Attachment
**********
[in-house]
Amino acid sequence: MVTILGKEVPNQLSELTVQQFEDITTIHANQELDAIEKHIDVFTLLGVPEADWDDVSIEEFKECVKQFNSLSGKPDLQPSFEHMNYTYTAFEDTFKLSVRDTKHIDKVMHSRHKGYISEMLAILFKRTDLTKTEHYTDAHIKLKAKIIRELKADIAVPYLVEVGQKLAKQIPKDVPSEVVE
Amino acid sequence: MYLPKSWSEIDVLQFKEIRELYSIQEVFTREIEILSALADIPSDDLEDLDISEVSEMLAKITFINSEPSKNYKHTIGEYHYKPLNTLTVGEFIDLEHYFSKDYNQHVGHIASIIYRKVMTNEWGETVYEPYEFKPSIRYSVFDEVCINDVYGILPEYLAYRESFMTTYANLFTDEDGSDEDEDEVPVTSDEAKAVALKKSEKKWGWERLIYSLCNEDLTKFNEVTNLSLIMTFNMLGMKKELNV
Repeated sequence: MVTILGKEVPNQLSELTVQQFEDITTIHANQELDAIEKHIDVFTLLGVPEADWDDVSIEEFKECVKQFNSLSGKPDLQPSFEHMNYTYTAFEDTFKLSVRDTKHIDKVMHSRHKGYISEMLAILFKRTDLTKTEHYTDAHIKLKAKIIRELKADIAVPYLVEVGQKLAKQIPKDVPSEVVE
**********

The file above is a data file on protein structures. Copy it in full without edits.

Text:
[in-house]
Amino acid sequence: MVTILGKEVPNQLSELTVQQFEDITTIHANQELDAIEKHIDVFTLLGVPEADWDDVSIEEFKECVKQFNSLSGKPDLQPSFEHMNYTYTAFEDTFKLSVRDTKHIDKVMHSRHKGYISEMLAILFKRTDLTKTEHYTDAHIKLKAKIIRELKADIAVPYLVEVGQKLAKQIPKDVPSEVVE
Amino acid sequence: MYLPKSWSEIDVLQFKEIRELYSIQEVFTREIEILSALADIPSDDLEDLDISEVSEMLAKITFINSEPSKNYKHTIGEYHYKPLNTLTVGEFIDLEHYFSKDYNQHVGHIASIIYRKVMTNEWGETVYEPYEFKPSIRYSVFDEVCINDVYGILPEYLAYRESFMTTYANLFTDEDGSDEDEDEVPVTSDEAKAVALKKSEKKWGWERLIYSLCNEDLTKFNEVTNLSLIMTFNMLGMKKELNV
Repeated sequence: MVTILGKEVPNQLSELTVQQFEDITTIHANQELDAIEKHIDVFTLLGVPEADWDDVSIEEFKECVKQFNSLSGKPDLQPSFEHMNYTYTAFEDTFKLSVRDTKHIDKVMHSRHKGYISEMLAILFKRTDLTKTEHYTDAHIKLKAKIIRELKADIAVPYLVEVGQKLAKQIPKDVPSEVVE